8 Tools Built for Perfecting Your Personal Learning Network

by | Jun 3, 2017

If you’re an educator of any level, you know the importance of maintaining a great personal learning network, a lifeline in the digital age. It doesn’t matter if you’re a teacher, administrator, or any other form of educator—a personal learning network sustains and nurtures you in many ways.

Developing your own personal learning network gives you flexibility to get information on your own terms. You’re no longer only limited to just the professional opportunities that your school provides. Social media and other online tools have broken down the barriers to learning; this is just as true for teachers as it is students. You have much more control in your own professional development nowadays. So what are some of the best tools that can help you?

Let’s look at some of the finest avenues for support in sharpening your career and craft. These are some of the best tools out there for perfecting your personal learning network.

1. The Solution Fluency Activity Planner


The Solution Fluency Activity Planner from us here at the global Digital Citizen Foundation is a global community of educators just like you. It’s a great way to connect with professional learning in the coolest way you can imagine. The Solution Fluency Activity Planner community offers thousands of inquiry- and project-based lesson plans for you to explore, use, and share. Connect with thousands of global educators, make some new friends, and plan your best learning adventures yet.

2. LinkedIn


LinkedIn is currently the world’s biggest professional network. They boast more than 400 million members in 200 countries and territories worldwide. They connect professionals everywhere in every field of expertise. It gives you access to people, opportunities, news, and insights to help you grow your success. Teachers adore LinkedIn because of its scope of community. LinkedIn’s Becky Krill has a great list of the top LinkedIn groups for educators to explore.


3. Twitter


Twitter is a great starting point for teachers. The key to following people on Twitter is to focus on those whom you want to emulate. Follow too many people and the information flow can be too much to digest. It’s a learned skill to be able to scroll through hundreds of Tweets for information that is important to you.

Another tip is to ask questions to the right people. Sometimes throwing out a question into the Twittersphere yields no results. The trick here is to locate the best professionals in the field and tweet them a quick message. You stand a better chance of being guided in the right direction.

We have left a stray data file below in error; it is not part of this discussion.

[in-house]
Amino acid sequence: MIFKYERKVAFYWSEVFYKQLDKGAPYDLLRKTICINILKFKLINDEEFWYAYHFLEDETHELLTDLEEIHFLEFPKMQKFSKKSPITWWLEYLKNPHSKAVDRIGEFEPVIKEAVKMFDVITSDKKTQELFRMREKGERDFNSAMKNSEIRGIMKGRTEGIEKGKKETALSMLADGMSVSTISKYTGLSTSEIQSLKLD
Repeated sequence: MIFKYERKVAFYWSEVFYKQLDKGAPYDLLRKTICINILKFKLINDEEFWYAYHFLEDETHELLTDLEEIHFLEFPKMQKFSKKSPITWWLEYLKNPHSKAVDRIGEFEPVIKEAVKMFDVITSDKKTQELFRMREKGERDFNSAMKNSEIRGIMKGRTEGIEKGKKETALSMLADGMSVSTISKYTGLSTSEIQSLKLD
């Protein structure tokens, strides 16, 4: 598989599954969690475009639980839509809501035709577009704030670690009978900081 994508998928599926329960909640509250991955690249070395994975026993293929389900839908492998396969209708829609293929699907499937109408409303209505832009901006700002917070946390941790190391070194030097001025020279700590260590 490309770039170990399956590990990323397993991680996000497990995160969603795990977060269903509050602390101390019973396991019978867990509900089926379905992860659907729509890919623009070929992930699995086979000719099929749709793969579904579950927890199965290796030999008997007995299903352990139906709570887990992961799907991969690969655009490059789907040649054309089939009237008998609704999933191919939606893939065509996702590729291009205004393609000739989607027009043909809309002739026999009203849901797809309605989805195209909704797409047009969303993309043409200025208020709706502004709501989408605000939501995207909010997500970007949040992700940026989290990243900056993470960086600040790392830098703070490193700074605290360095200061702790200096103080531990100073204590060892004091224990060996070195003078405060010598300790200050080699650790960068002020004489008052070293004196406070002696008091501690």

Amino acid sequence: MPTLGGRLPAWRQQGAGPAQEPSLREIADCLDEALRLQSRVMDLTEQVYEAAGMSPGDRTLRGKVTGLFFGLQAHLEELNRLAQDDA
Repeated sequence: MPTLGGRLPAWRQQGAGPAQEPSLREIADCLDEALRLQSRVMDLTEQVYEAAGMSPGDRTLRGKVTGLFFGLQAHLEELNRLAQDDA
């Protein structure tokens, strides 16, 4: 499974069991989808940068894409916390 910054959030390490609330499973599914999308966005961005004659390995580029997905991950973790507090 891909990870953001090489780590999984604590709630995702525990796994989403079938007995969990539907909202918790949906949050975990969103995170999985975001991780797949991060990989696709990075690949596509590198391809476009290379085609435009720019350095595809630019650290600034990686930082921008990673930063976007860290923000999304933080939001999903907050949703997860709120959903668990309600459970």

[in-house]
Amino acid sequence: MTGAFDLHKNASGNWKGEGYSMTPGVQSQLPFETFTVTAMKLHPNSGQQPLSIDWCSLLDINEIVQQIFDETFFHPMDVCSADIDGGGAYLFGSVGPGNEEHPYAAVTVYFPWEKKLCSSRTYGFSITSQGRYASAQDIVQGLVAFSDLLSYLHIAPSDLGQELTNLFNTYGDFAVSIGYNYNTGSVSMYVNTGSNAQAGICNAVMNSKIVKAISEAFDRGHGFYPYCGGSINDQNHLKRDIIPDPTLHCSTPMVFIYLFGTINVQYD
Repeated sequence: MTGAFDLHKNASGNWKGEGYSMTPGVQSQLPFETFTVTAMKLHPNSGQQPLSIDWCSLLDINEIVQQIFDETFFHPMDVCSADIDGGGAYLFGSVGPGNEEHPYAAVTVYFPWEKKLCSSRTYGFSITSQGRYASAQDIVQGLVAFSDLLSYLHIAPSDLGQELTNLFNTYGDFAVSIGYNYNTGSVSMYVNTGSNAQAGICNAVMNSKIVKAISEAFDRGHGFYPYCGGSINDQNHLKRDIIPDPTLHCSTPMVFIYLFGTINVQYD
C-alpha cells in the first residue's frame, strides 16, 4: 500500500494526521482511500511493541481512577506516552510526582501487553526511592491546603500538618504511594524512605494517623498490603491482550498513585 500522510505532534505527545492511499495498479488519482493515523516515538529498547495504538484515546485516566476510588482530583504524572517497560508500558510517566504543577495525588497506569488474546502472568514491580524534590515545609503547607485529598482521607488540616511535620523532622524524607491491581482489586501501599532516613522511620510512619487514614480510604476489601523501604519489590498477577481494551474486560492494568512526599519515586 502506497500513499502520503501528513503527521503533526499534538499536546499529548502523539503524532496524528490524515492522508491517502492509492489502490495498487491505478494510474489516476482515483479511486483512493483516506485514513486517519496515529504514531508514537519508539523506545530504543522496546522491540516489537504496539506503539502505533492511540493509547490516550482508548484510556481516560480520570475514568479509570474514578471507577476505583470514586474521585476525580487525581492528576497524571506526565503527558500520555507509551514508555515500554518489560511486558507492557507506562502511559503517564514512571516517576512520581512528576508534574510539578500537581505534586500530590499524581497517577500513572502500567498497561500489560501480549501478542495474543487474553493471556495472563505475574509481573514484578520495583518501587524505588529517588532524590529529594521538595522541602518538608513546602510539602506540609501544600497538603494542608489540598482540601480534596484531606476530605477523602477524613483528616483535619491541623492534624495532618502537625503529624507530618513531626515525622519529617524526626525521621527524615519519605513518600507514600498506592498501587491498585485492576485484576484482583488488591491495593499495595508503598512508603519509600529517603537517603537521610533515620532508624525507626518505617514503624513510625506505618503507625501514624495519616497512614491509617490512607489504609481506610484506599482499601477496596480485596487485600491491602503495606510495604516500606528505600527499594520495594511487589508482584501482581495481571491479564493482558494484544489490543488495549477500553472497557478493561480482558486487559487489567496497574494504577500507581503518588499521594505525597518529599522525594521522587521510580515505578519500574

4. EdWeb.net


EdWeb.net is a feature-rich professional learning network specifically for educators and other leaders of education innovation. Its members are teachers, faculty, administrators, and librarians at K–12 schools and post-secondary institutions. It offers some fantastic personal learning network features and noteworthy free professional learning programs. They even offer personal training and support for educators embarking on edtech adventures.

5. The Teaching Channel


The Teaching Channel provides a social interactive environment where teachers can experience and share new techniques to help each other and their students grow and learn. This is done through custom videos and by connecting with a wide network of industry professionals. Join their website for free and discover their Teaching Channel Teams, which are collaboration platforms for professional learning.


6. Powerful Learning Practice


Powerful Learning Practice has been in the professional development biz since 2008. It’s personal online learning for teachers at its best. You can take self-paced courses, instructor-led courses, and browse digital books. They have an impressive list of schools they’ve worked with in countries all over the world.

Educators can learn anytime and anywhere with what interests them. Topics of note include blended learning, tech-infused lesson plans, Google Apps, Web 2.0 tools, and lots more. They also connect you with a community of learners just like you. This isn’t a free program, but it allows teachers to earn valuable education credits.

7. Classroom 2.0


This is an online community created by Steve Hargadon focusing on technology in education. Classroom 2.0 is a free community-supported network. Applying for a membership to access their features and discussions is free after going through a short approval process. While you wait, you still have access to many great things on the site such as blogs, forums, recordings, and the Learning Revolution Project.

8. The Educator’s PLN


The Educator’s PLN is a Ning community created by Thomas Whitby, the author of The Relevant Educator. His site and blog are dedicated to the professional development of educators all over the world. Members can join chat groups, explore videos and resources, and read user blogs. There are currently almost 20,000 global educators on this site and it’s growing all the time.


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